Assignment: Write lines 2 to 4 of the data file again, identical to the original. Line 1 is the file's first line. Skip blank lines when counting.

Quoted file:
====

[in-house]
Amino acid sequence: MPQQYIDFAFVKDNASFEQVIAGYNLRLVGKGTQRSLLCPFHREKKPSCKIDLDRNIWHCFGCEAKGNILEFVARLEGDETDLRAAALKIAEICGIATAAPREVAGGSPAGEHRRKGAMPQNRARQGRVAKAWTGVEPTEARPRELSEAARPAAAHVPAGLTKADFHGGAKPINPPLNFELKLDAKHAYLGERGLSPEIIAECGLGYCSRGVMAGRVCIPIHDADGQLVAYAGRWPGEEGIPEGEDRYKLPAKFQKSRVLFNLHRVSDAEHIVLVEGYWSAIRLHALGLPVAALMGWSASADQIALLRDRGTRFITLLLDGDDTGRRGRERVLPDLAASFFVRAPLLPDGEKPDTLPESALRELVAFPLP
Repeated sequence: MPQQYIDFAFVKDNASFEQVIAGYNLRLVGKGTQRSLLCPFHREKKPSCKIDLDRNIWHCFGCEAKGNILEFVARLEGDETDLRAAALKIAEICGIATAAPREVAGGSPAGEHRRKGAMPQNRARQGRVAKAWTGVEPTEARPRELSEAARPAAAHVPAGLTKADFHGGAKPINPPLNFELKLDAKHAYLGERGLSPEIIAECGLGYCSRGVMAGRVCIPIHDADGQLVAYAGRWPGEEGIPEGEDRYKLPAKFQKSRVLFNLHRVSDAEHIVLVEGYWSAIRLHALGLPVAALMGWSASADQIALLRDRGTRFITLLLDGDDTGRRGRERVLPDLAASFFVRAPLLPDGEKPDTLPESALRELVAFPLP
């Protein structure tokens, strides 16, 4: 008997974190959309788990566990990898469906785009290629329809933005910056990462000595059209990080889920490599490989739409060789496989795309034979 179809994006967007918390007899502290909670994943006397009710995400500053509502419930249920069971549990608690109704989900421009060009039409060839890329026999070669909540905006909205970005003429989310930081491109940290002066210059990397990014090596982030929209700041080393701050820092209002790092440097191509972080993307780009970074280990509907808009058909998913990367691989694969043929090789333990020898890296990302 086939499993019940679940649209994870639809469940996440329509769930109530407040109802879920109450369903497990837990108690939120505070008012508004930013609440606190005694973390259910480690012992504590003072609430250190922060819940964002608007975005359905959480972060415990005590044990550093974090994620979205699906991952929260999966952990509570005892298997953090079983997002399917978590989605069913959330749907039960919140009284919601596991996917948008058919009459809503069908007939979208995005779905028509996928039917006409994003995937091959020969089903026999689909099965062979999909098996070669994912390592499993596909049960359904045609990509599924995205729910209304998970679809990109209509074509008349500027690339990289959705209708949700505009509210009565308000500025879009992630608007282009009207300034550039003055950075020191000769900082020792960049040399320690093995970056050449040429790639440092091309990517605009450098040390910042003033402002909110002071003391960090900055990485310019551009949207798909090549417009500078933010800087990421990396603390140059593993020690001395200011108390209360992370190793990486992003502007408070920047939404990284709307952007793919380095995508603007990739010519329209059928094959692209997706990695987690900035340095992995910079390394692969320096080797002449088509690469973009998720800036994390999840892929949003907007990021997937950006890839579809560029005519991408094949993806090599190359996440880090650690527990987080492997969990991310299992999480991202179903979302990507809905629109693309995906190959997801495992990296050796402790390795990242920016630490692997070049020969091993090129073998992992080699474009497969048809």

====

Amino acid sequence: MPQQYIDFAFVKDNASFEQVIAGYNLRLVGKGTQRSLLCPFHREKKPSCKIDLDRNIWHCFGCEAKGNILEFVARLEGDETDLRAAALKIAEICGIATAAPREVAGGSPAGEHRRKGAMPQNRARQGRVAKAWTGVEPTEARPRELSEAARPAAAHVPAGLTKADFHGGAKPINPPLNFELKLDAKHAYLGERGLSPEIIAECGLGYCSRGVMAGRVCIPIHDADGQLVAYAGRWPGEEGIPEGEDRYKLPAKFQKSRVLFNLHRVSDAEHIVLVEGYWSAIRLHALGLPVAALMGWSASADQIALLRDRGTRFITLLLDGDDTGRRGRERVLPDLAASFFVRAPLLPDGEKPDTLPESALRELVAFPLP
Repeated sequence: MPQQYIDFAFVKDNASFEQVIAGYNLRLVGKGTQRSLLCPFHREKKPSCKIDLDRNIWHCFGCEAKGNILEFVARLEGDETDLRAAALKIAEICGIATAAPREVAGGSPAGEHRRKGAMPQNRARQGRVAKAWTGVEPTEARPRELSEAARPAAAHVPAGLTKADFHGGAKPINPPLNFELKLDAKHAYLGERGLSPEIIAECGLGYCSRGVMAGRVCIPIHDADGQLVAYAGRWPGEEGIPEGEDRYKLPAKFQKSRVLFNLHRVSDAEHIVLVEGYWSAIRLHALGLPVAALMGWSASADQIALLRDRGTRFITLLLDGDDTGRRGRERVLPDLAASFFVRAPLLPDGEKPDTLPESALRELVAFPLP
């Protein structure tokens, strides 16, 4: 008997974190959309788990566990990898469906785009290629329809933005910056990462000595059209990080889920490599490989739409060789496989795309034979 179809994006967007918390007899502290909670994943006397009710995400500053509502419930249920069971549990608690109704989900421009060009039409060839890329026999070669909540905006909205970005003429989310930081491109940290002066210059990397990014090596982030929209700041080393701050820092209002790092440097191509972080993307780009970074280990509907808009058909998913990367691989694969043929090789333990020898890296990302 086939499993019940679940649209994870639809469940996440329509769930109530407040109802879920109450369903497990837990108690939120505070008012508004930013609440606190005694973390259910480690012992504590003072609430250190922060819940964002608007975005359905959480972060415990005590044990550093974090994620979205699906991952929260999966952990509570005892298997953090079983997002399917978590989605069913959330749907039960919140009284919601596991996917948008058919009459809503069908007939979208995005779905028509996928039917006409994003995937091959020969089903026999689909099965062979999909098996070669994912390592499993596909049960359904045609990509599924995205729910209304998970679809990109209509074509008349500027690339990289959705209708949700505009509210009565308000500025879009992630608007282009009207300034550039003055950075020191000769900082020792960049040399320690093995970056050449040429790639440092091309990517605009450098040390910042003033402002909110002071003391960090900055990485310019551009949207798909090549417009500078933010800087990421990396603390140059593993020690001395200011108390209360992370190793990486992003502007408070920047939404990284709307952007793919380095995508603007990739010519329209059928094959692209997706990695987690900035340095992995910079390394692969320096080797002449088509690469973009998720800036994390999840892929949003907007990021997937950006890839579809560029005519991408094949993806090599190359996440880090650690527990987080492997969990991310299992999480991202179903979302990507809905629109693309995906190959997801495992990296050796402790390795990242920016630490692997070049020969091993090129073998992992080699474009497969048809």